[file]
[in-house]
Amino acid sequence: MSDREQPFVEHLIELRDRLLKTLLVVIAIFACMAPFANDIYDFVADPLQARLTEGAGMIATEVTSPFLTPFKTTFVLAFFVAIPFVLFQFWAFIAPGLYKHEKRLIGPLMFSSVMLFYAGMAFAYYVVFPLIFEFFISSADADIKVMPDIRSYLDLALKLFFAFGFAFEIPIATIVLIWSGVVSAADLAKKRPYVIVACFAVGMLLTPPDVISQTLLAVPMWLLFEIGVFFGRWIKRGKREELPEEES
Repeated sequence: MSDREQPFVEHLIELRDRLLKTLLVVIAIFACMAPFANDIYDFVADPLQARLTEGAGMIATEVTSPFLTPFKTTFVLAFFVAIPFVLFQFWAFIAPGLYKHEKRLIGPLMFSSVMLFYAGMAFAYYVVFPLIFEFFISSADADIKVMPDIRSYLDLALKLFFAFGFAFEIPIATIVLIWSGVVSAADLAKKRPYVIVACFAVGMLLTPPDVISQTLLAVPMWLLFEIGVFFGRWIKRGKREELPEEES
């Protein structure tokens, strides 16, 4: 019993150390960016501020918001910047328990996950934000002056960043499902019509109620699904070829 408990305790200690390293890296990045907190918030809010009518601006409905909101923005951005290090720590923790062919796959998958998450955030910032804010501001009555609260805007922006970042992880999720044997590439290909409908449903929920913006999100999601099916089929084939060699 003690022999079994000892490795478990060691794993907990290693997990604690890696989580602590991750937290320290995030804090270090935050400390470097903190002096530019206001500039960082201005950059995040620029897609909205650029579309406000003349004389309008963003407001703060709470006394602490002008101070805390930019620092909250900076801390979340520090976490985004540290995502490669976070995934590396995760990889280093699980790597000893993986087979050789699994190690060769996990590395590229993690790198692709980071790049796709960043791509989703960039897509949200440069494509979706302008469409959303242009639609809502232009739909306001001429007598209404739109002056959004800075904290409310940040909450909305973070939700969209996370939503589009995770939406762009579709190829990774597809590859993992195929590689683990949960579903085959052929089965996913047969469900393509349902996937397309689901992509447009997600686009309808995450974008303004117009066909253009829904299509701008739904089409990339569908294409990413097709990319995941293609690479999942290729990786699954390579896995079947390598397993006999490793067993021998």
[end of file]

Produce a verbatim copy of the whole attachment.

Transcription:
[in-house]
Amino acid sequence: MSDREQPFVEHLIELRDRLLKTLLVVIAIFACMAPFANDIYDFVADPLQARLTEGAGMIATEVTSPFLTPFKTTFVLAFFVAIPFVLFQFWAFIAPGLYKHEKRLIGPLMFSSVMLFYAGMAFAYYVVFPLIFEFFISSADADIKVMPDIRSYLDLALKLFFAFGFAFEIPIATIVLIWSGVVSAADLAKKRPYVIVACFAVGMLLTPPDVISQTLLAVPMWLLFEIGVFFGRWIKRGKREELPEEES
Repeated sequence: MSDREQPFVEHLIELRDRLLKTLLVVIAIFACMAPFANDIYDFVADPLQARLTEGAGMIATEVTSPFLTPFKTTFVLAFFVAIPFVLFQFWAFIAPGLYKHEKRLIGPLMFSSVMLFYAGMAFAYYVVFPLIFEFFISSADADIKVMPDIRSYLDLALKLFFAFGFAFEIPIATIVLIWSGVVSAADLAKKRPYVIVACFAVGMLLTPPDVISQTLLAVPMWLLFEIGVFFGRWIKRGKREELPEEES
């Protein structure tokens, strides 16, 4: 019993150390960016501020918001910047328990996950934000002056960043499902019509109620699904070829 408990305790200690390293890296990045907190918030809010009518601006409905909101923005951005290090720590923790062919796959998958998450955030910032804010501001009555609260805007922006970042992880999720044997590439290909409908449903929920913006999100999601099916089929084939060699 003690022999079994000892490795478990060691794993907990290693997990604690890696989580602590991750937290320290995030804090270090935050400390470097903190002096530019206001500039960082201005950059995040620029897609909205650029579309406000003349004389309008963003407001703060709470006394602490002008101070805390930019620092909250900076801390979340520090976490985004540290995502490669976070995934590396995760990889280093699980790597000893993986087979050789699994190690060769996990590395590229993690790198692709980071790049796709960043791509989703960039897509949200440069494509979706302008469409959303242009639609809502232009739909306001001429007598209404739109002056959004800075904290409310940040909450909305973070939700969209996370939503589009995770939406762009579709190829990774597809590859993992195929590689683990949960579903085959052929089965996913047969469900393509349902996937397309689901992509447009997600686009309808995450974008303004117009066909253009829904299509701008739904089409990339569908294409990413097709990319995941293609690479999942290729990786699954390579896995079947390598397993006999490793067993021998």